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Natural History of Acoustic Neuromas


  • Seth I. Rosenberg MD

    Corresponding author
    1. Florida Ear and Sinus Center, Sarasota, Florida
    • Seth I. Rosenberg, MD, 1961 Floyd Street, Suite A, Sarasota, FL 34239, U.S.A.
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  • Presented as a Candidate's Thesis to the American Laryngological, Rhinological and Otological Society, Inc. Recipient of a Mosher Award Honorable Mention.


Objectives/Hypothesis 1) Develop a computerized technique to accurately compare acoustic neuroma size on routine computed tomography and magnetic resonance imaging (MRI) scans; 2) use this technique to determine the growth pattern in a large series of patients with acoustic neuroma who were conservatively managed; 3) describe the natural history of patients with acoustic neuromas who did not receive surgical intervention and those who underwent subtotal resection; 4) correlate the size and growth rate of acoustic neuromas to clinical presentation and auditory and vestibular testing; and 5) recommend guidelines for the management of patients with acoustic neuromas.

Study Design A retrospective study from 1974 to 1999 of patients with unilateral acoustic neuromas who had conservative treatment by serial imaging studies (80 patients) or subtotal resection (49 patients).

Methods All patient charts were evaluated for presenting symptoms, reasons for the type of management given, and clinical outcome. Charts were also reviewed with respect to serial audiological assessment, electronystagmography, and brainstem auditory evoked response. Imaging studies were analyzed using a computer technique so that serial studies could be compared to determine growth rates.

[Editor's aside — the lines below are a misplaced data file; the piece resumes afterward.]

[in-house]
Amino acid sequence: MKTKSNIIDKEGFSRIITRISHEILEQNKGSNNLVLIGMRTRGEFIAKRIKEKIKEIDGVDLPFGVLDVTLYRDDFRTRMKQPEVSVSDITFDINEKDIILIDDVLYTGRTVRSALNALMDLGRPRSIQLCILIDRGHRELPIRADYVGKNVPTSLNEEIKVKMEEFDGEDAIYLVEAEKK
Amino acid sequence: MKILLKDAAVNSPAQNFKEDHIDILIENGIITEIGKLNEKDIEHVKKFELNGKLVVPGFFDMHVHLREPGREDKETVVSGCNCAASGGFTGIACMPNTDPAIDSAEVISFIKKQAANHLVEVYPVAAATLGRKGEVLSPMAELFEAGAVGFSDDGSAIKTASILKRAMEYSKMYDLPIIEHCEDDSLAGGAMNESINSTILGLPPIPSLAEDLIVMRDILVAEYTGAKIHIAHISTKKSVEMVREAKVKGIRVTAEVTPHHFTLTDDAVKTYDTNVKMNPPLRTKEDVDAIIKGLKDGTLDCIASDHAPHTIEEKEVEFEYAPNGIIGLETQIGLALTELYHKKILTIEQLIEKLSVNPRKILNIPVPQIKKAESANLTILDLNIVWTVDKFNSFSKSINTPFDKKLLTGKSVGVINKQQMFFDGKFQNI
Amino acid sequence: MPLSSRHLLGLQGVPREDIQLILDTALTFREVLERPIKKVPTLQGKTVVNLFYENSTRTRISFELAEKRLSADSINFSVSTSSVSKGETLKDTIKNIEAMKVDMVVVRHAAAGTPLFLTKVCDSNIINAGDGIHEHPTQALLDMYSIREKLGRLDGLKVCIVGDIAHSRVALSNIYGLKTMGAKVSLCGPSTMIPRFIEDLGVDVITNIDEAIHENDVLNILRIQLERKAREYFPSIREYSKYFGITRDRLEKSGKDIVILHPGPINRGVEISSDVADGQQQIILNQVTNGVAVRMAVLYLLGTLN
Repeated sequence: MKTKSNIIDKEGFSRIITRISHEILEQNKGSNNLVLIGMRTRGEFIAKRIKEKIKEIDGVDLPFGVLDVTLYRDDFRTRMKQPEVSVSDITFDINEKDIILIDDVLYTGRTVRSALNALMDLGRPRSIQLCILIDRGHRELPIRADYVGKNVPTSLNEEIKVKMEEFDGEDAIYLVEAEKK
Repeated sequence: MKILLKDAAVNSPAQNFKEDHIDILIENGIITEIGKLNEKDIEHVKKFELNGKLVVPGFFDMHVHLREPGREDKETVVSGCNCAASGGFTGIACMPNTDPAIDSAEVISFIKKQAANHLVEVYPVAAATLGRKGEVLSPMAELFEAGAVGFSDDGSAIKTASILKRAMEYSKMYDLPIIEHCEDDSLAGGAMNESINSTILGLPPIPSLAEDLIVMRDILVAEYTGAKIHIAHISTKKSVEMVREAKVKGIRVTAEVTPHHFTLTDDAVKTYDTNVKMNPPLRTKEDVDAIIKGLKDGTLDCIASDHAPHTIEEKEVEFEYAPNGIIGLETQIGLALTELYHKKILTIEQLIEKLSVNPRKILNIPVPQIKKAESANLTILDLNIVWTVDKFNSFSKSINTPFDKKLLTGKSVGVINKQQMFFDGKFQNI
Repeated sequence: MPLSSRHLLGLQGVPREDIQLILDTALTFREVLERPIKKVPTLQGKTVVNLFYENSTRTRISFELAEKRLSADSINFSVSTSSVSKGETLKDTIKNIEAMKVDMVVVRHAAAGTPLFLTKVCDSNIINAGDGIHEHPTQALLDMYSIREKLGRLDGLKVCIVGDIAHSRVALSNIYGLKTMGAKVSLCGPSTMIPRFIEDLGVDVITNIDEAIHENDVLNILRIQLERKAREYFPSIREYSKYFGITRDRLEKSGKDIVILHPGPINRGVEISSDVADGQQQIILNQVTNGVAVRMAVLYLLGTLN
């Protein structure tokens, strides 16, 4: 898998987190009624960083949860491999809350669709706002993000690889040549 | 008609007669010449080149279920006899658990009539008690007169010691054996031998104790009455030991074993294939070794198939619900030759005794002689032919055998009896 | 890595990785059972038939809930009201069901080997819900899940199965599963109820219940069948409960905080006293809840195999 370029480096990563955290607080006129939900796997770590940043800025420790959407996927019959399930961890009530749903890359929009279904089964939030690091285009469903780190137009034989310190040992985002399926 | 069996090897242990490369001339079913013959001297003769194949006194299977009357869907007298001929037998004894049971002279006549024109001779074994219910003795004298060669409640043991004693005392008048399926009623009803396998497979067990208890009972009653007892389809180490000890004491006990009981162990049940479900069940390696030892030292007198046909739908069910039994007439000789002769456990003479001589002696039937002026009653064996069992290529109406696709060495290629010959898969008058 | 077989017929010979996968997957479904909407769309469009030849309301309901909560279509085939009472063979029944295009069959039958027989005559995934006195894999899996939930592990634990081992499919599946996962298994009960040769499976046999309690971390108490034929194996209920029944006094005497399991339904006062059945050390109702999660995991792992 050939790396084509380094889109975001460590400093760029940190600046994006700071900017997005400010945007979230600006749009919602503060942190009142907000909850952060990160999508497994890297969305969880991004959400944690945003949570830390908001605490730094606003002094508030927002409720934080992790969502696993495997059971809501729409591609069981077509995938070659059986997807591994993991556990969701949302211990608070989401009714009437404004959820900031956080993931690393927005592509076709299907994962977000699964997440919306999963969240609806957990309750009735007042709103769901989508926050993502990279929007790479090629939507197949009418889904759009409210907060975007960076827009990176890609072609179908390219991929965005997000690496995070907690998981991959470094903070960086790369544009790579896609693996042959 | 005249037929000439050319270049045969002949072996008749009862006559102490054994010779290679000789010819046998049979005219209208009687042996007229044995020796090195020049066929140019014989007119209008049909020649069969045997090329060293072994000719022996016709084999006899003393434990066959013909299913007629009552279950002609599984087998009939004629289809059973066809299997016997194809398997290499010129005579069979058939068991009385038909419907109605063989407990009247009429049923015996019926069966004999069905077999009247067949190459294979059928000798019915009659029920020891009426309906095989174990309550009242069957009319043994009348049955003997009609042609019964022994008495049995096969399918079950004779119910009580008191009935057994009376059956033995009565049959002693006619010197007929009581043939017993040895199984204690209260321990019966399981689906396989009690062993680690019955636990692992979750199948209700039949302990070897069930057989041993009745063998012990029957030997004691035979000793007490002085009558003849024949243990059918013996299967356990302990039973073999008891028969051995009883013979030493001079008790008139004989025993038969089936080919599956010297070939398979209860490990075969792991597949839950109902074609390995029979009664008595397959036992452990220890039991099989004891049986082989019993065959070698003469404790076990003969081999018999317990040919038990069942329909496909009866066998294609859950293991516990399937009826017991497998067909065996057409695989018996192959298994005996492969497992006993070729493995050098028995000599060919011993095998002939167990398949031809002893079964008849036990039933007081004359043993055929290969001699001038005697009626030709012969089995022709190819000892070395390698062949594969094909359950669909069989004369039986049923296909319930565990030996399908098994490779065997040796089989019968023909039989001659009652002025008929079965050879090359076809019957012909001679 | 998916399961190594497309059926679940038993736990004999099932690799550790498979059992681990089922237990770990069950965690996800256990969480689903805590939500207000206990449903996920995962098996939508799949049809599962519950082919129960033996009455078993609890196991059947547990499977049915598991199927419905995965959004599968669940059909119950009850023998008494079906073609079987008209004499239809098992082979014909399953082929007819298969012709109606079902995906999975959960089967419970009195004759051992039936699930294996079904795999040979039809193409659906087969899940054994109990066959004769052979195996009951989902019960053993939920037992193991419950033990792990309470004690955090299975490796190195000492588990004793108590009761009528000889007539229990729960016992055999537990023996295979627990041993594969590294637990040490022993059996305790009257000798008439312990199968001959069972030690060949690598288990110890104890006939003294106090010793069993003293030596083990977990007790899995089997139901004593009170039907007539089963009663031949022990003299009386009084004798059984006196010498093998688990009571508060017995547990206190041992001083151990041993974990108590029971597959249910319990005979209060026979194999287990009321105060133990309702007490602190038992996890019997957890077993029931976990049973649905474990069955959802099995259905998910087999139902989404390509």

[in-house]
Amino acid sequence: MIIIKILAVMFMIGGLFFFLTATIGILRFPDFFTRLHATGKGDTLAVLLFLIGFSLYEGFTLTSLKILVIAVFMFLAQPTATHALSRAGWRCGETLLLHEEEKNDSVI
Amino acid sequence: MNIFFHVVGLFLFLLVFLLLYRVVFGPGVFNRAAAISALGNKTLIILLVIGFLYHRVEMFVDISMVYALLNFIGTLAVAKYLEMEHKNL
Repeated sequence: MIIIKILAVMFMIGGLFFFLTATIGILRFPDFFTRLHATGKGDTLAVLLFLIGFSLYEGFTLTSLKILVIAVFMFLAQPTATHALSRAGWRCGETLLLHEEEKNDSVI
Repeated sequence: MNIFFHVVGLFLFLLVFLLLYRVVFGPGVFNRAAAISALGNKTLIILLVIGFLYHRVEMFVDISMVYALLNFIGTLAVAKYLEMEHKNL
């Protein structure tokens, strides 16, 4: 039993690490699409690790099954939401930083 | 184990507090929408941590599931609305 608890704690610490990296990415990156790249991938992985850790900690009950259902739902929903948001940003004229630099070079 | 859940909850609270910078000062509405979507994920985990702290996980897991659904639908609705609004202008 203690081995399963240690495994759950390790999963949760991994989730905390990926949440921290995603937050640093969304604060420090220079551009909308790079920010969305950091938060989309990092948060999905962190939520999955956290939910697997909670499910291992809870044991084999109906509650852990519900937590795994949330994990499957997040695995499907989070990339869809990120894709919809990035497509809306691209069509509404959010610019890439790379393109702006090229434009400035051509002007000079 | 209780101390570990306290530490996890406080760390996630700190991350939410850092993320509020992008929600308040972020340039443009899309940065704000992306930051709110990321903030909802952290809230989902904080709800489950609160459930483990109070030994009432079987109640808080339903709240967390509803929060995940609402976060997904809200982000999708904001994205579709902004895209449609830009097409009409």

Results Rigorous computer analysis of tumor size and growth rate was statistically the same as the radiologist's description of the tumor size and growth rate. Of 70 patients who were older than 65 years of age old at the time their tumor was discovered, 4 (5.7%) required intervention and 18 (26%) were dead of unrelated causes. These patients had a mean follow-up of 4.8 years (range, 0.01–17.2 y). Overall, growth rate for nonsurgical patients was 0.91 mm per year. Nonsurgical tumors did not grow or regressed in 42.3%. Overall postoperative growth rate for surgical subtotal resection patients was 0.35 mm per year. Surgical tumors did not grow or regressed after subtotal resection of acoustic neuroma in 68.5% of patients. Three patients (6.1%) required revision surgery because of tumor growth or the development of symptoms. Neither auditory nor vestibular testing was a reliable measure for determining tumor growth.

Conclusion Measurement of the maximal tumor diameter on MRI scans is a reliable method for following acoustic neuroma growth. There is no need to perform a rigorous analysis of tumor size to determine whether the tumor is growing significantly. The vast majority of patients older than 65 years with acoustic neuromas do not require intervention. The indications for intervention should be based on a combination of rapid tumor growth with the development of symptoms.